Mass. House debates $46B budget plan

  • The Massachusetts State House in Boston

Associated Press
Published: 11/10/2020 6:54:42 PM

BOSTON — The Massachusetts House launched debate Tuesday on a long-overdue $46 billion state budget plan that would avoid new broad-based taxes while dipping even deeper into the state’s rainy day fund than what Gov. Charlie Baker has proposed.

Democratic House leaders said the budget will focus on areas like supporting students during the pandemic, enhancing food security and boosting substance addiction services, domestic violence and sexual assault treatment and prevention, and legal assistance.

Action on the budget was delayed by the onset of the coronavirus in the spring. Typically the new state budget is approved by lawmakers and signed by the governor by the start of the new fiscal year July 1.

But efforts to rein in the spread of the virus pushed back work on the budget and forced the state to rely on temporary interim budgets until a final spending plan is approved.

In an unusual move, Democratic House Speaker Robert DeLeo is backing the addition of a policy amendment to the budget that seeks to codify abortion rights into state law.

“It is urgent that the House take up an immediate measure to remove barriers to women’s reproductive health options and protect the concepts enshrined in Roe v. Wade,” DeLeo said in a statement Monday.

DeLeo and Democratic Senate President Karen Spilka had issued a joint statement last saying they “are very concerned that Massachusetts’ women’s reproductive rights are under threat at the national level,” indicating both chambers would seek to include similar language in their budget proposals.

The measure would let women obtain an abortion after 24 weeks of pregnancy in cases of “fatal fetal anomalies.” Current state law allows abortions after 24 weeks only to preserve the life or health of the mother. It would also establish a process for teens under 16 to obtain an abortion without the permission of a parent.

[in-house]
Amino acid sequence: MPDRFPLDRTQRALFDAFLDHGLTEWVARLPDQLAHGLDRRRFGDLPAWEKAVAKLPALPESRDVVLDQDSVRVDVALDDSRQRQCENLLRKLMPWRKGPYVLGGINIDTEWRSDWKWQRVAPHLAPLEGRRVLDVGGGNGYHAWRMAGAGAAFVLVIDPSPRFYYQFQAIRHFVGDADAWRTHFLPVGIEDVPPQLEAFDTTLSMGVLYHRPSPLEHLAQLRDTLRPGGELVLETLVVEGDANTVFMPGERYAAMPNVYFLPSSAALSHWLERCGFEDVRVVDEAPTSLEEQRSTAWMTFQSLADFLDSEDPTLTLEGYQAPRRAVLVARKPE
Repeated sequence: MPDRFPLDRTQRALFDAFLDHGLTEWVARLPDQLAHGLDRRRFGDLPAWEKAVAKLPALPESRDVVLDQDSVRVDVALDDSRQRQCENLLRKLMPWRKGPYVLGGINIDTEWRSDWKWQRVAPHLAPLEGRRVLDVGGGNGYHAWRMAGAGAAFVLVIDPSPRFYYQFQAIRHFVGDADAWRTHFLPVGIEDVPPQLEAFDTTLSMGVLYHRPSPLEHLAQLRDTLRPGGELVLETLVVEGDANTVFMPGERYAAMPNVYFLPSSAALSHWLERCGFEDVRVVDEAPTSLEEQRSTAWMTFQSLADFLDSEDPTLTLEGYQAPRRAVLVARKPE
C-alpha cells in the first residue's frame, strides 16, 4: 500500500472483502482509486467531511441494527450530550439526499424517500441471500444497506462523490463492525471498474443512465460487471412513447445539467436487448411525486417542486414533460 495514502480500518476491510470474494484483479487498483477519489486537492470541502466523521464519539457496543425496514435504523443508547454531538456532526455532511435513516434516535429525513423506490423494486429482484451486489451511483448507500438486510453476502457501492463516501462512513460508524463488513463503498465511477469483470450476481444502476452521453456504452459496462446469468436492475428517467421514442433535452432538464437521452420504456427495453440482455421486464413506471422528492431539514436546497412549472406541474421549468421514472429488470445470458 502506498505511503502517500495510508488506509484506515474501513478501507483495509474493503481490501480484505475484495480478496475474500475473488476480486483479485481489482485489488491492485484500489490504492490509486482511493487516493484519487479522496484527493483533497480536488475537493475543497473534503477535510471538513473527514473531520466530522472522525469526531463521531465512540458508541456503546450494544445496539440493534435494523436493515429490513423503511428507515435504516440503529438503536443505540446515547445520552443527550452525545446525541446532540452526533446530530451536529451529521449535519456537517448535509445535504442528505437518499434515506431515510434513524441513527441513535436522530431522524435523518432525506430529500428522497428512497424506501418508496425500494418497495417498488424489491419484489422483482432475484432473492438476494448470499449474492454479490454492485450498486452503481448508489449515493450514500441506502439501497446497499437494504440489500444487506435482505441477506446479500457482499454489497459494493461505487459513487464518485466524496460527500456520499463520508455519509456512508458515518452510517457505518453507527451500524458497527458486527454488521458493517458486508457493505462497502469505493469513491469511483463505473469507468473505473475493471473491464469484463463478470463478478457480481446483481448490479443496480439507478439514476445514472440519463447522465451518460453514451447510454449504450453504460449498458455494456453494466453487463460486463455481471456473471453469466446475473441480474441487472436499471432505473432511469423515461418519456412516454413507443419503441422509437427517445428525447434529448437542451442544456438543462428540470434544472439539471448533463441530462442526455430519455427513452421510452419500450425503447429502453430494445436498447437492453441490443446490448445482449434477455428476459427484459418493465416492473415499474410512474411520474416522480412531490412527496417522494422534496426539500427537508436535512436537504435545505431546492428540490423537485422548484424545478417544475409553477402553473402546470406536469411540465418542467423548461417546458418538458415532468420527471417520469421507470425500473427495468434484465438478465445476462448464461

Republican Gov. Charlie Baker has said he opposes late-term abortions and supports current Massachusetts abortion laws.

Massachusetts Republican Party Chairman Jim Lyons faulted DeLeo and Spilka for pushing the amendment.

“For them to decide that the height of an emergency health pandemic is a good time to do something like this is absolutely disturbing,” Lyons said in a press release.

The House budget also aims to increase assistance to renters, many of whom have struggled during the pandemic. The plan would restrain courts from finalizing evictions if a tenant has a pending application for rental assistance. It would also increase funding for a rental support program by $50 million.

Baker last month also unveiled a $171 million initiative that he said will help tenants and landlords cope with the fiscal challenges of the ongoing pandemic. A temporary state ban on evictions and foreclosures expired last month.

The House budget proposal would withdraw about $1.55 billion from the state’s rainy day fund. That would leave the account with just under $2 billion in reserves.

The withdrawal is $200 million more than what was recommended by Baker when he unveiled his budget proposal last month. The withdrawal is needed to help the state cope with a plunge in tax revenues when many businesses were forced to close their doors during the early weeks and months of the pandemic.

With several hundred amendments to wade through, the House budget debate could take several days, although it is expected to wrap up this week.

Baker restarted the budget process last month by submitting a new spending plan for the current 2021 fiscal year that started July 1. Baker said he hopes to have a budget plan back from lawmakers by Thanksgiving.

The Senate is scheduled to begin their budget debate next week.

Much of the House debate was being conducted virtually. During a typical House budget debate, all 160 House members, staffers, lobbyists, members of the public, and reporters would be crowded into the Statehouse.




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